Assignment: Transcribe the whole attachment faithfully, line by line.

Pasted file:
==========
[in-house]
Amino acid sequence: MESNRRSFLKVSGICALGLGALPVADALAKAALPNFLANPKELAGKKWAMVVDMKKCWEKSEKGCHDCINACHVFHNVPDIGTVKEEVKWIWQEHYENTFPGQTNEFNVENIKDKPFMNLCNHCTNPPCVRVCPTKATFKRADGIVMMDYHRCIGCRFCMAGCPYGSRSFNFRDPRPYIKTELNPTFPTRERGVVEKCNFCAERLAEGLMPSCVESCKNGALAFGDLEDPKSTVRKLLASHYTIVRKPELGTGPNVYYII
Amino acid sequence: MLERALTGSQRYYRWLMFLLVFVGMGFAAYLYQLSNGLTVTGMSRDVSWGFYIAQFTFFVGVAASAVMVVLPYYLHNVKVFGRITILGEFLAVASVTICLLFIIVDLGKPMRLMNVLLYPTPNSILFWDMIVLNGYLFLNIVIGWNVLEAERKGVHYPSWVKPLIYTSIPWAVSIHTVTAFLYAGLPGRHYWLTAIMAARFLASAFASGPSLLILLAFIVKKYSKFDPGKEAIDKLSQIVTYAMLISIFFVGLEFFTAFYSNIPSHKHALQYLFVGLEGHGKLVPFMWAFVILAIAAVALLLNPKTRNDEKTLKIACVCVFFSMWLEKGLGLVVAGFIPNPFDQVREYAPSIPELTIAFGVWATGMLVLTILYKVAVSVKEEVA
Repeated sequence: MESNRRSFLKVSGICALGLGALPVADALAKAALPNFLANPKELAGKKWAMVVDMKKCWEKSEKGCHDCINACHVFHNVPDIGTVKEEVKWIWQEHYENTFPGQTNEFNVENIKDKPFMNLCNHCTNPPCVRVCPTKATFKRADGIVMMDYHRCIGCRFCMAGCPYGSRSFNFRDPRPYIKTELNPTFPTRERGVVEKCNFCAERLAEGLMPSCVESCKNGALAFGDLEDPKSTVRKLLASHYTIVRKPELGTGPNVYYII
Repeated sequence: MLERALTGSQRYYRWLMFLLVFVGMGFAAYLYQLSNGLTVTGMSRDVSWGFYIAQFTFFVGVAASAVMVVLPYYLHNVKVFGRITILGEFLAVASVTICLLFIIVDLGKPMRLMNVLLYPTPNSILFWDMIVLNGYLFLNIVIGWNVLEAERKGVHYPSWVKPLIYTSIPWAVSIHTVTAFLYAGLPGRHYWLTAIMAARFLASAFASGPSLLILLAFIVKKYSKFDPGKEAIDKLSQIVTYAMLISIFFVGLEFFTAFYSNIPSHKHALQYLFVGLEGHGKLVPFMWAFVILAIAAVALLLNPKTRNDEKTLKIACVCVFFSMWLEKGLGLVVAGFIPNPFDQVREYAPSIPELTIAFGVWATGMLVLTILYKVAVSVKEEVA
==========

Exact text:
[in-house]
Amino acid sequence: MESNRRSFLKVSGICALGLGALPVADALAKAALPNFLANPKELAGKKWAMVVDMKKCWEKSEKGCHDCINACHVFHNVPDIGTVKEEVKWIWQEHYENTFPGQTNEFNVENIKDKPFMNLCNHCTNPPCVRVCPTKATFKRADGIVMMDYHRCIGCRFCMAGCPYGSRSFNFRDPRPYIKTELNPTFPTRERGVVEKCNFCAERLAEGLMPSCVESCKNGALAFGDLEDPKSTVRKLLASHYTIVRKPELGTGPNVYYII
Amino acid sequence: MLERALTGSQRYYRWLMFLLVFVGMGFAAYLYQLSNGLTVTGMSRDVSWGFYIAQFTFFVGVAASAVMVVLPYYLHNVKVFGRITILGEFLAVASVTICLLFIIVDLGKPMRLMNVLLYPTPNSILFWDMIVLNGYLFLNIVIGWNVLEAERKGVHYPSWVKPLIYTSIPWAVSIHTVTAFLYAGLPGRHYWLTAIMAARFLASAFASGPSLLILLAFIVKKYSKFDPGKEAIDKLSQIVTYAMLISIFFVGLEFFTAFYSNIPSHKHALQYLFVGLEGHGKLVPFMWAFVILAIAAVALLLNPKTRNDEKTLKIACVCVFFSMWLEKGLGLVVAGFIPNPFDQVREYAPSIPELTIAFGVWATGMLVLTILYKVAVSVKEEVA
Repeated sequence: MESNRRSFLKVSGICALGLGALPVADALAKAALPNFLANPKELAGKKWAMVVDMKKCWEKSEKGCHDCINACHVFHNVPDIGTVKEEVKWIWQEHYENTFPGQTNEFNVENIKDKPFMNLCNHCTNPPCVRVCPTKATFKRADGIVMMDYHRCIGCRFCMAGCPYGSRSFNFRDPRPYIKTELNPTFPTRERGVVEKCNFCAERLAEGLMPSCVESCKNGALAFGDLEDPKSTVRKLLASHYTIVRKPELGTGPNVYYII
Repeated sequence: MLERALTGSQRYYRWLMFLLVFVGMGFAAYLYQLSNGLTVTGMSRDVSWGFYIAQFTFFVGVAASAVMVVLPYYLHNVKVFGRITILGEFLAVASVTICLLFIIVDLGKPMRLMNVLLYPTPNSILFWDMIVLNGYLFLNIVIGWNVLEAERKGVHYPSWVKPLIYTSIPWAVSIHTVTAFLYAGLPGRHYWLTAIMAARFLASAFASGPSLLILLAFIVKKYSKFDPGKEAIDKLSQIVTYAMLISIFFVGLEFFTAFYSNIPSHKHALQYLFVGLEGHGKLVPFMWAFVILAIAAVALLLNPKTRNDEKTLKIACVCVFFSMWLEKGLGLVVAGFIPNPFDQVREYAPSIPELTIAFGVWATGMLVLTILYKVAVSVKEEVA